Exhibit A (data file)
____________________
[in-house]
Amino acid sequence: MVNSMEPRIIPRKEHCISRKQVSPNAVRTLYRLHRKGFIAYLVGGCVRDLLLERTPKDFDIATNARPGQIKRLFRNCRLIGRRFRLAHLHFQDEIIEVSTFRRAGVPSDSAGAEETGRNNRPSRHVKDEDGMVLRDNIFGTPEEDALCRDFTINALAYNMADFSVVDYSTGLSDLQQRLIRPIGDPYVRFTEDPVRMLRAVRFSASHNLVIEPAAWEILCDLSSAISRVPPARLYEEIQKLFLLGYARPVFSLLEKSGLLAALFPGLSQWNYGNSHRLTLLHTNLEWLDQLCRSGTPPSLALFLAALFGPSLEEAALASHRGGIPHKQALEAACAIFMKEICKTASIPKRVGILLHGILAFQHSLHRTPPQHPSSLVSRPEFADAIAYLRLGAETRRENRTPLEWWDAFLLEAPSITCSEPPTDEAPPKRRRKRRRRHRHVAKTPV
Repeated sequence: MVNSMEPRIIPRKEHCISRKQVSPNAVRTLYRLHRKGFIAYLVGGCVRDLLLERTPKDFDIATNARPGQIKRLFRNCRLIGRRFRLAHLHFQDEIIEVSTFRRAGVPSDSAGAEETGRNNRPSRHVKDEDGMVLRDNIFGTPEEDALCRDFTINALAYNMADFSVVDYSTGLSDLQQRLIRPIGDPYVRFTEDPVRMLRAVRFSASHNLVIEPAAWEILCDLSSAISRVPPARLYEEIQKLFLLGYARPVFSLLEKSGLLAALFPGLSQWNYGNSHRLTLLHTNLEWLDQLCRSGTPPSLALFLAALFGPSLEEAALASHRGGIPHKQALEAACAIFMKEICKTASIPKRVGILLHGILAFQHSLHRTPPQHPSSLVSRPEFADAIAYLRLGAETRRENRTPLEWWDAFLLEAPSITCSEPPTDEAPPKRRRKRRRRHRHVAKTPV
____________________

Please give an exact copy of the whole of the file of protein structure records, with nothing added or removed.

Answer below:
[in-house]
Amino acid sequence: MVNSMEPRIIPRKEHCISRKQVSPNAVRTLYRLHRKGFIAYLVGGCVRDLLLERTPKDFDIATNARPGQIKRLFRNCRLIGRRFRLAHLHFQDEIIEVSTFRRAGVPSDSAGAEETGRNNRPSRHVKDEDGMVLRDNIFGTPEEDALCRDFTINALAYNMADFSVVDYSTGLSDLQQRLIRPIGDPYVRFTEDPVRMLRAVRFSASHNLVIEPAAWEILCDLSSAISRVPPARLYEEIQKLFLLGYARPVFSLLEKSGLLAALFPGLSQWNYGNSHRLTLLHTNLEWLDQLCRSGTPPSLALFLAALFGPSLEEAALASHRGGIPHKQALEAACAIFMKEICKTASIPKRVGILLHGILAFQHSLHRTPPQHPSSLVSRPEFADAIAYLRLGAETRRENRTPLEWWDAFLLEAPSITCSEPPTDEAPPKRRRKRRRRHRHVAKTPV
Repeated sequence: MVNSMEPRIIPRKEHCISRKQVSPNAVRTLYRLHRKGFIAYLVGGCVRDLLLERTPKDFDIATNARPGQIKRLFRNCRLIGRRFRLAHLHFQDEIIEVSTFRRAGVPSDSAGAEETGRNNRPSRHVKDEDGMVLRDNIFGTPEEDALCRDFTINALAYNMADFSVVDYSTGLSDLQQRLIRPIGDPYVRFTEDPVRMLRAVRFSASHNLVIEPAAWEILCDLSSAISRVPPARLYEEIQKLFLLGYARPVFSLLEKSGLLAALFPGLSQWNYGNSHRLTLLHTNLEWLDQLCRSGTPPSLALFLAALFGPSLEEAALASHRGGIPHKQALEAACAIFMKEICKTASIPKRVGILLHGILAFQHSLHRTPPQHPSSLVSRPEFADAIAYLRLGAETRRENRTPLEWWDAFLLEAPSITCSEPPTDEAPPKRRRKRRRRHRHVAKTPV